As we stressed in our previous post, the binding and mounting system adopted in the late 19th or early 20th century to accommodate the folio fragments of Codex Usserianus Primus (TCD MS 55) proved unsuitable over time. The main problem was that the card in which the fragments had been pasted resisted the natural curling movement of the vellum, causing strain on the already fragile leaves.
The binding was thus removed and it was decided that each fragment should be released from its buckling card mount in order to be re-mounted in a manner which would improve its preservation. The following method was adopted. Continue reading Re-mounting Codex Usserianus Primus→
The fragments of Codex Usserianus Primus (see previous post for background) were, until a few years ago, kept in a late 19th- or early 20th-century binding (fig. 1). Unfortunately, we have no recorded description of how the manuscript was kept prior to this.
I will start by introducing you to the four manuscripts which are the focus of the project.
Codex Usserianus Primus (TCD MS 55), containing the four Gospels, is a controversial citizen of the Library, as scholars do not agree on when it was made, and the where is also much debated. One might say that this is true of nearly all Insular manuscripts, but this particular one is a case in point in that expert opinions differ by several centuries.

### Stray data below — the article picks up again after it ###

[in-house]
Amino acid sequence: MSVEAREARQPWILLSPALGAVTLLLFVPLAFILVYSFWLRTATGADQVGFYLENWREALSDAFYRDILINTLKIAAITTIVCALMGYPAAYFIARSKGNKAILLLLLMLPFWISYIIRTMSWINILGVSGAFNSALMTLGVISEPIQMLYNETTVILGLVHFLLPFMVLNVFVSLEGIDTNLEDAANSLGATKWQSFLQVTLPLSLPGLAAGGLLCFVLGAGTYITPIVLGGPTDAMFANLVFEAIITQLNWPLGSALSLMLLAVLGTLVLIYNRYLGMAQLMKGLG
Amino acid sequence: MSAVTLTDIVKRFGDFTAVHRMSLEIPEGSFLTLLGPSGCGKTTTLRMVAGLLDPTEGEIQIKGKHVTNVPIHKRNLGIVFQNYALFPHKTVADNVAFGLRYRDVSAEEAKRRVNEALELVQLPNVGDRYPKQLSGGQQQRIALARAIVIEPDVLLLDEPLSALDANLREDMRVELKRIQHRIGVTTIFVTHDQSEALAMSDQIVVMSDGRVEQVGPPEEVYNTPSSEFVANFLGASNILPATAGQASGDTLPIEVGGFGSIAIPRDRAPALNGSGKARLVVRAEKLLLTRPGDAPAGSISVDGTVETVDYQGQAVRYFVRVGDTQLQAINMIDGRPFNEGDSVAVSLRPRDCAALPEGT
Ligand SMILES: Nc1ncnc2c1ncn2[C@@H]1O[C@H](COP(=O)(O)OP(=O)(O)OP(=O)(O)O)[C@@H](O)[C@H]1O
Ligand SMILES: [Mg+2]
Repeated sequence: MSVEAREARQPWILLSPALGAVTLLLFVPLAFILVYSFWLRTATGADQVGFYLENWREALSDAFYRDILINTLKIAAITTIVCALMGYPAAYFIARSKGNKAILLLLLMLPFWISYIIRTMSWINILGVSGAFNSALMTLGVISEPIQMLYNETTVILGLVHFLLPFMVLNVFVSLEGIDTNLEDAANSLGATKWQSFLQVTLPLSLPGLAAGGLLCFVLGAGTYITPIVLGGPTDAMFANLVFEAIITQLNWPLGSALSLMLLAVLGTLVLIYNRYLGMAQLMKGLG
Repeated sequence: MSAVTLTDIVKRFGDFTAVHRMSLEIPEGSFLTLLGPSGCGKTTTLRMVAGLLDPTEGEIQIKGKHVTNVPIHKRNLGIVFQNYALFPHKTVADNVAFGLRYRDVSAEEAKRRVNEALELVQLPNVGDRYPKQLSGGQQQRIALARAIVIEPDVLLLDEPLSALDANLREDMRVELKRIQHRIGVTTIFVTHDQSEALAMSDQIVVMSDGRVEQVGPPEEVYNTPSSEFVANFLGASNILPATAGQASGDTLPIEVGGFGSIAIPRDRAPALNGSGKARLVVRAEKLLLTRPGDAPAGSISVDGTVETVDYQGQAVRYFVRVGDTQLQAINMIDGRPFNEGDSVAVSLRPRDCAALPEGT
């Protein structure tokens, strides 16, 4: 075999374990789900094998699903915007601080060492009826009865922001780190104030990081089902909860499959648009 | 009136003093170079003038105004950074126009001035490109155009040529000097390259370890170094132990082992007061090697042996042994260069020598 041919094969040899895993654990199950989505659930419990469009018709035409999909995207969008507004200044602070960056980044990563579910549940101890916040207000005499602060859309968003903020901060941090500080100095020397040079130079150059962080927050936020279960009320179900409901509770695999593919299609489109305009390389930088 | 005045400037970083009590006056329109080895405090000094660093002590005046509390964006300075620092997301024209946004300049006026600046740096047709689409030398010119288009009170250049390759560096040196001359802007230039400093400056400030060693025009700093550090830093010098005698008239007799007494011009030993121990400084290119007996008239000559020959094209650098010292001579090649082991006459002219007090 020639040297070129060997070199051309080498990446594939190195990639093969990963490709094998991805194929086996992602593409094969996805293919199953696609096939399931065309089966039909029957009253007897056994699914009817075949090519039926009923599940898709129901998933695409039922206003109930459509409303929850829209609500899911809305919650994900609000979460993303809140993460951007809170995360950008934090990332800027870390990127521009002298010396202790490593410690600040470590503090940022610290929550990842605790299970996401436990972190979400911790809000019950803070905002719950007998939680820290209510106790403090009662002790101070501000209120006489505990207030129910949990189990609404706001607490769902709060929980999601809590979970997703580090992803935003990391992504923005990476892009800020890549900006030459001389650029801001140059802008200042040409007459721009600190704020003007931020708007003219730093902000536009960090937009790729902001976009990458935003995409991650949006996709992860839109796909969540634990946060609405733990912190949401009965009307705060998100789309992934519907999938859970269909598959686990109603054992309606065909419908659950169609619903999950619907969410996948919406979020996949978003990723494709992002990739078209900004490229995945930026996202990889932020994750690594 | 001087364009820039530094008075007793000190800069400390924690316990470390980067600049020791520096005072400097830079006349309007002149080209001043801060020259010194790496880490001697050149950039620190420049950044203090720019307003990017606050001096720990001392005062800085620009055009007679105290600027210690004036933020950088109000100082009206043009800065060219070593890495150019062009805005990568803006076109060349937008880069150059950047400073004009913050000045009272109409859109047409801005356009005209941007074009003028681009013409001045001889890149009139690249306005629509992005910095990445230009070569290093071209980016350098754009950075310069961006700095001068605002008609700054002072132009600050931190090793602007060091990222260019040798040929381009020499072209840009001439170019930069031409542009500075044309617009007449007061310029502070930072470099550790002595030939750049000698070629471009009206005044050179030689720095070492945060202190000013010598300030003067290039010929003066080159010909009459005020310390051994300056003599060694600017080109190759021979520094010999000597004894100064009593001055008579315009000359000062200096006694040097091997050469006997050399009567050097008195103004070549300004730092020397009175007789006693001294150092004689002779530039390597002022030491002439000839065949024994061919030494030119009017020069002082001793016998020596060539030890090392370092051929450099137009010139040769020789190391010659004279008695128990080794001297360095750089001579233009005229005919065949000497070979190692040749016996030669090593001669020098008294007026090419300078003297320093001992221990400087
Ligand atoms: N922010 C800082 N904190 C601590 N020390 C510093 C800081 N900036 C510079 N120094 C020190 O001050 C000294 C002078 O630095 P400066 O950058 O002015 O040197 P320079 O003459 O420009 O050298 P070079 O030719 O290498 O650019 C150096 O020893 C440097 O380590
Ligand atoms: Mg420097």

For a long time believed to have been made in the early 7th century in Ireland or Bobbio, the abbey founded in 614 by the Irish missionary Columbanus, David Dumville has more recently argued in favour of a 5th-century date and a continental origin. 1 The dating and localisation of the manuscript are largely based on palaeographical and codicological evidence, as the manuscript, in a fragmentary state, only contains one extant decoration in the shape of a framed cross marking the end of Saint Luke’s Gospel and the beginning of Saint Mark’s (see fig.).
The modern mounts were far from satisfying: too heavy, they obscure certain parts of the text, and do not allow the parchment enough flexibility. Each one of the 182 leaves is therefore currently being remounted in our Conservation studios using a system which will greatly improve the manuscript’s preservation and legibility. The manuscript has now been fully re-photographed and published online.